In The Big Chair – Amiad Soto of Guesty

PhocusWire

Guesty, a cloud-based tool to manage short-term rental listings across multiple channels such as Airbnb, Booking.com and Agoda, pulled in nearly $20 million in funding last month.
Amiad Soto co-founded Guesty alongside his twin brother in 2013. He has been named to Forbes Israel’s 30 under 30 list.

 

Q: Looking back at the inception of Guesty, what problem in the industry did you look to solve?

Our story began with my brother and me holding cleaning supplies, and realizing we were trying to manage too many tasks at once. When we came to understand the bigger significance of this problem, we pivoted our focus towards management companies who suffer the most from the same problems we were experiencing: managing listings and reservations across multiple channels, adjusting price points, coordinating with homeowners, guests and staff, and so many more.

Juggling all of this also really cuts into time for branding and scaling business. Our goal was to consolidate these tasks so they could be accomplished from one convenient, easy-to-use dashboard, as well as to automate wherever possible, ultimately giving our customers more time.

 

Q: Your most recent move – raising nearly $20 million in funding – is pretty significant. Where will these funds allow you to go next?

So far, our focus was on having a good product. Now our focus is on making an even better product and bringing it to the most amount of people.

The pillars shaping our momentum are: quality, automation, compliance and integrations. This new capital will jump-start our ability to achieve more of the goals we established when we founded the company and meet even more property management needs – all while maintaining our startup speed.

Even though our product is the best one in this market, our vision for it is going to take it so much further.

 

Q: What makes Guesty appealing to investors?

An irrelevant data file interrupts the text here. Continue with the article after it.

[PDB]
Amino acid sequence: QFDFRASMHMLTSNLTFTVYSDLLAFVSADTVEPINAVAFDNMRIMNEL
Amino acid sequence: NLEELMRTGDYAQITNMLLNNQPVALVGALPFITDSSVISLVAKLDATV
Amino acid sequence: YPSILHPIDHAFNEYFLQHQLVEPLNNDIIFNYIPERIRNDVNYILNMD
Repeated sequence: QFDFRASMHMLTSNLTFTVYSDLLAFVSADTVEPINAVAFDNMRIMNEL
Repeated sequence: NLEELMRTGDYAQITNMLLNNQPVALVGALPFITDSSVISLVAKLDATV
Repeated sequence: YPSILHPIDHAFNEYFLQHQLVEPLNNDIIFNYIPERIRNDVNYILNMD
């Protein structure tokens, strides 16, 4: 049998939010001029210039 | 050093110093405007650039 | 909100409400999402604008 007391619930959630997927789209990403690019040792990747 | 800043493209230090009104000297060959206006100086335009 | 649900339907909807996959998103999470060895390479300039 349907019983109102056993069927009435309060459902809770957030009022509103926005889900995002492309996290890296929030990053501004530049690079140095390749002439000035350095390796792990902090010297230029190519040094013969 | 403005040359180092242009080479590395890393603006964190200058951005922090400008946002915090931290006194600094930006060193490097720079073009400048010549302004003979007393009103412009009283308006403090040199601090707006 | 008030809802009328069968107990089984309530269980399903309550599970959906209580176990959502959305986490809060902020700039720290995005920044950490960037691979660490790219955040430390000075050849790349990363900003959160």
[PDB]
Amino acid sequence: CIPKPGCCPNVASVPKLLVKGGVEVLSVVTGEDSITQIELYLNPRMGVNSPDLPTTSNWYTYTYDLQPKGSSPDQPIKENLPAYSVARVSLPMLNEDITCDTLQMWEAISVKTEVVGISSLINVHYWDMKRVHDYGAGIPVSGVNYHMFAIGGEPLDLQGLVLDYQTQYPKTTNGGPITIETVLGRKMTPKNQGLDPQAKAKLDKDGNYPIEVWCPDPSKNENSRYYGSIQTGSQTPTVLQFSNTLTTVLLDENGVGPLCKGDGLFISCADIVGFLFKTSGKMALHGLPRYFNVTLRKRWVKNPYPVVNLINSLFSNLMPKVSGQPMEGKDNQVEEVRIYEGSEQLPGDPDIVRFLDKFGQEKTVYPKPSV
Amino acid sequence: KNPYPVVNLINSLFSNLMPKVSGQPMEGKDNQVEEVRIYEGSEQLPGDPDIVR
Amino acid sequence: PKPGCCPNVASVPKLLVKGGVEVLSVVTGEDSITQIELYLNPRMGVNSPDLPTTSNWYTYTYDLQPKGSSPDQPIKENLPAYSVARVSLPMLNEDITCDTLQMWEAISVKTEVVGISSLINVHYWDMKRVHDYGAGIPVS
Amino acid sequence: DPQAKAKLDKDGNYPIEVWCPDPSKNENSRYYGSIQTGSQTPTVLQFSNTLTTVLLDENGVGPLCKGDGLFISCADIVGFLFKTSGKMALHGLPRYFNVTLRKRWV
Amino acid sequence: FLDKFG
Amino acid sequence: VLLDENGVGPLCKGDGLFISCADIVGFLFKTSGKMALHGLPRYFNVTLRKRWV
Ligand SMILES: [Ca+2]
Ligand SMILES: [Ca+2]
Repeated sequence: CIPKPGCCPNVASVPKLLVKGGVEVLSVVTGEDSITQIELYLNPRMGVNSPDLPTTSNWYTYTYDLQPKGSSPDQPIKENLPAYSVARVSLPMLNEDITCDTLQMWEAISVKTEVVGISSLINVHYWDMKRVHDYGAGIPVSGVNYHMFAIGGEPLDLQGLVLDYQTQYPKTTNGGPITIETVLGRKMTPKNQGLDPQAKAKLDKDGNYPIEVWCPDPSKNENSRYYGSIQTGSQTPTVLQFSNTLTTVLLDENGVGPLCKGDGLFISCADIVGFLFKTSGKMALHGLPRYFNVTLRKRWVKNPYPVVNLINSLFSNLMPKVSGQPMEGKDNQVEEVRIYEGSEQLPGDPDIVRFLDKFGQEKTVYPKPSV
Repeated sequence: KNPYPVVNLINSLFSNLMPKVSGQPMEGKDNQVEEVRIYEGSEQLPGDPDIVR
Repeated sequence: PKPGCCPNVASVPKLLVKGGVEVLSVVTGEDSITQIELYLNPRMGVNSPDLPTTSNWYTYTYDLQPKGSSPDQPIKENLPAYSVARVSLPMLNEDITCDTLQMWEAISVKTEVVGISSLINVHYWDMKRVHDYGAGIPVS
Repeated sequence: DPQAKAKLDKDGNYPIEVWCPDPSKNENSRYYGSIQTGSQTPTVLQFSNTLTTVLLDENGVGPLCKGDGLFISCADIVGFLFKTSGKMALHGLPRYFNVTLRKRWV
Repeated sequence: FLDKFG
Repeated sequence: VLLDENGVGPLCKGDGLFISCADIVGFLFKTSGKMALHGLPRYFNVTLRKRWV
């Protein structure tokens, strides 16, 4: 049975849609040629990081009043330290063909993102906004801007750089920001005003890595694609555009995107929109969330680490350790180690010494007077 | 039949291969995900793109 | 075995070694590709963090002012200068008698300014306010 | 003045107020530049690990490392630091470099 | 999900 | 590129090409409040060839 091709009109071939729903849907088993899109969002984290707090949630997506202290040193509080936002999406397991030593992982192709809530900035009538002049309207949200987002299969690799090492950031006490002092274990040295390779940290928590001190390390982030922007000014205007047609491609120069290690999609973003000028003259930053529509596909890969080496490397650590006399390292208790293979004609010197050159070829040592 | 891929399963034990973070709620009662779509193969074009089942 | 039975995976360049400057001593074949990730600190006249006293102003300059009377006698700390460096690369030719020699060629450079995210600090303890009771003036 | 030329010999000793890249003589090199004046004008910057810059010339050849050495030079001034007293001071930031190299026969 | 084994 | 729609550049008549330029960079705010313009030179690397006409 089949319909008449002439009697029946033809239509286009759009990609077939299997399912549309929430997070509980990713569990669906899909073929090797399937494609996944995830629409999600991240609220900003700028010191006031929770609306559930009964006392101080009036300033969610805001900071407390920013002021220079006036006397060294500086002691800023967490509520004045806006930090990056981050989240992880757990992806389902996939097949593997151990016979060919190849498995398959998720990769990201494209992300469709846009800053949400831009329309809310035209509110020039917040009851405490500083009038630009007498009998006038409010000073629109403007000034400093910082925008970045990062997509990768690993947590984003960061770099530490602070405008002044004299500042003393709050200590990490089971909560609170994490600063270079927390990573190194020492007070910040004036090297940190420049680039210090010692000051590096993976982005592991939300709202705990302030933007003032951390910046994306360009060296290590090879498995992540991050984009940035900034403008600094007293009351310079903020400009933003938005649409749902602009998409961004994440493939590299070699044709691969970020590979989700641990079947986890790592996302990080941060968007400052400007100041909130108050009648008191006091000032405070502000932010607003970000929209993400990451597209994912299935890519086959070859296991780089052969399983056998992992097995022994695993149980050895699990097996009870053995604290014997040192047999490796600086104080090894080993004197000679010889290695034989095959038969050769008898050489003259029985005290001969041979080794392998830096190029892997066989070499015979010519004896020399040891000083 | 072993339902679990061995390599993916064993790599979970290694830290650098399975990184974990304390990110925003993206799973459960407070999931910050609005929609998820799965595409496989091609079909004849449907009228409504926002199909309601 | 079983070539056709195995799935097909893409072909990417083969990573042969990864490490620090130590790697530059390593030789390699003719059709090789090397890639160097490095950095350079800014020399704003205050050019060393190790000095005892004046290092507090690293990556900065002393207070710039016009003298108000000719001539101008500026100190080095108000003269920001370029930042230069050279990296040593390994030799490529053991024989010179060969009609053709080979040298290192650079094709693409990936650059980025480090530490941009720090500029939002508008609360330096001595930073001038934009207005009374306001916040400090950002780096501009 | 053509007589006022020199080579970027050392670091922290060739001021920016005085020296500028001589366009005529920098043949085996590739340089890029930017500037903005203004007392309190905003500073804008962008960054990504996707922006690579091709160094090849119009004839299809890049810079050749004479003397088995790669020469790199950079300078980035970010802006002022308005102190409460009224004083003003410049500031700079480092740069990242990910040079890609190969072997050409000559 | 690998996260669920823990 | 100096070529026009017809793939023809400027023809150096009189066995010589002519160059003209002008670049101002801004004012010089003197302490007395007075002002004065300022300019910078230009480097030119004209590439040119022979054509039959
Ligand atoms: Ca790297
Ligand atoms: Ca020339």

Investors appreciate the size and potential of our market, and how focused we are on product quality. The results that Guesty achieved in those verticals, both in market share and product dominance, has been amazing and is growing exponentially. Our investors believe in our ability to be the leaders of consolidation in this market.

 

Q: What would you say accounts for the fragmentation in the vacation rental industry?

All markets begin fragmented with many small companies who realized a problem early and competed to solve it. Over time, efficiency consolidates the market.

For example – the hotel industry has been consolidated, but much more quickly because of significant investments. Fragmentation in the vacation rental industry specifically has been relevant to the fast evolution of tourism, leading property owners and managers to try meeting newly emerging travel needs one by one.

The end result was even more fragmentation in the industry – many segregated and un-synced tools. Today, being competitive in this industry means covering as many needs as possible at once, and by consolidating all of these tools, this is exactly what Guesty is trying to revolutionize.

 

Q: What challenges do property managers face as more listing sites become available – Booking.com, for example, ramping up its home-share presence?

More listing sites means yet another channel to manage, another platform to familiarize themselves with, another market to compete in – not to mention, the need to keep them all synced.

The major benefit of more listings, especially on sites that have traditionally been limited to hotels, is obvious: increased visibility and more opportunities to profit. But as these listing sites move to expand their audience and become more competitive, property managers will need to do the same in order to stand out as variety grows.

They also need to work that much harder to build brand loyalty. The biggest challenge is definitely centralizing all of the actions required to achieve this.

 

Q: Why do you think Airbnb still has an undesirable reputation among some property managers?

What Airbnb has done for property managers is similar to what Uber has done for taxi drivers. It’s essentially taken their “specialty” and opened it to the masses, so that anyone with an extra home, room or tent can create an account and compete with seasoned property managers for guests.

This means it’s driven up competition, but Airbnb has also been a tremendous asset to property managers, offering them access to the millennial traveler – a demographic that has been majorly underexposed to vacation rentals in the past. But they are on the rise, soon to be the majority, so property managers who take advantage of their demographic are setting themselves up for success.

Another challenge is that Airbnb’s success is putting a spotlight on industry regulations and is requiring property management companies to keep up with and quickly adapt to frequently changing regulations. But with five million properties and counting, Airbnb’s success can’t be ignored.

 

Q: How do you think Airbnb’s latest set of products such as Airbnb Plus, etc., has or will help alleviate any concerns?